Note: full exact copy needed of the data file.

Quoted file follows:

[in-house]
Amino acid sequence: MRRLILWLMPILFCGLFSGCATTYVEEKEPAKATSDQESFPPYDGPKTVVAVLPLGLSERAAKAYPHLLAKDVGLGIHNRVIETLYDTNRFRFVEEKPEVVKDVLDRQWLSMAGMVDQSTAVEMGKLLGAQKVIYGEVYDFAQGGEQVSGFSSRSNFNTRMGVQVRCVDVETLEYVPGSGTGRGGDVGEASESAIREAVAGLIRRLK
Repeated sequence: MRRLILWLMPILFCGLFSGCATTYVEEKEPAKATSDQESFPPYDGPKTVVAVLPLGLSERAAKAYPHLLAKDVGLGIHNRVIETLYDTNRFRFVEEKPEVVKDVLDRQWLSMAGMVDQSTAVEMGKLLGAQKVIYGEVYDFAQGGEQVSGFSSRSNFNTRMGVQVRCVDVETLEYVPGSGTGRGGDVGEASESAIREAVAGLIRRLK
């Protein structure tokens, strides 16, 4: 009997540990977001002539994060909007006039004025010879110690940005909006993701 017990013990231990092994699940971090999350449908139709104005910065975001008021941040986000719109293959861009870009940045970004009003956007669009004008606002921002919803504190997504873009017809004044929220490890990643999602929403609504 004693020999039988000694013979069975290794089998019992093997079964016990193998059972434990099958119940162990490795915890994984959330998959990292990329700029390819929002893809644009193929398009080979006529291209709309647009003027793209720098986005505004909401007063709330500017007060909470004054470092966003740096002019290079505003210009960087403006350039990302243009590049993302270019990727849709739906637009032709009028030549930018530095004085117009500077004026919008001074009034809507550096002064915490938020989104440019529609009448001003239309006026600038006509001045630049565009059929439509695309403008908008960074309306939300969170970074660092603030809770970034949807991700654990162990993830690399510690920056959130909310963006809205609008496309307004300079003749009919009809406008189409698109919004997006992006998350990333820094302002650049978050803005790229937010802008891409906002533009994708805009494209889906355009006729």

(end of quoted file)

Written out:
[in-house]
Amino acid sequence: MRRLILWLMPILFCGLFSGCATTYVEEKEPAKATSDQESFPPYDGPKTVVAVLPLGLSERAAKAYPHLLAKDVGLGIHNRVIETLYDTNRFRFVEEKPEVVKDVLDRQWLSMAGMVDQSTAVEMGKLLGAQKVIYGEVYDFAQGGEQVSGFSSRSNFNTRMGVQVRCVDVETLEYVPGSGTGRGGDVGEASESAIREAVAGLIRRLK
Repeated sequence: MRRLILWLMPILFCGLFSGCATTYVEEKEPAKATSDQESFPPYDGPKTVVAVLPLGLSERAAKAYPHLLAKDVGLGIHNRVIETLYDTNRFRFVEEKPEVVKDVLDRQWLSMAGMVDQSTAVEMGKLLGAQKVIYGEVYDFAQGGEQVSGFSSRSNFNTRMGVQVRCVDVETLEYVPGSGTGRGGDVGEASESAIREAVAGLIRRLK
């Protein structure tokens, strides 16, 4: 009997540990977001002539994060909007006039004025010879110690940005909006993701 017990013990231990092994699940971090999350449908139709104005910065975001008021941040986000719109293959861009870009940045970004009003956007669009004008606002921002919803504190997504873009017809004044929220490890990643999602929403609504 004693020999039988000694013979069975290794089998019992093997079964016990193998059972434990099958119940162990490795915890994984959330998959990292990329700029390819929002893809644009193929398009080979006529291209709309647009003027793209720098986005505004909401007063709330500017007060909470004054470092966003740096002019290079505003210009960087403006350039990302243009590049993302270019990727849709739906637009032709009028030549930018530095004085117009500077004026919008001074009034809507550096002064915490938020989104440019529609009448001003239309006026600038006509001045630049565009059929439509695309403008908008960074309306939300969170970074660092603030809770970034949807991700654990162990993830690399510690920056959130909310963006809205609008496309307004300079003749009919009809406008189409698109919004997006992006998350990333820094302002650049978050803005790229937010802008891409906002533009994708805009494209889906355009006729």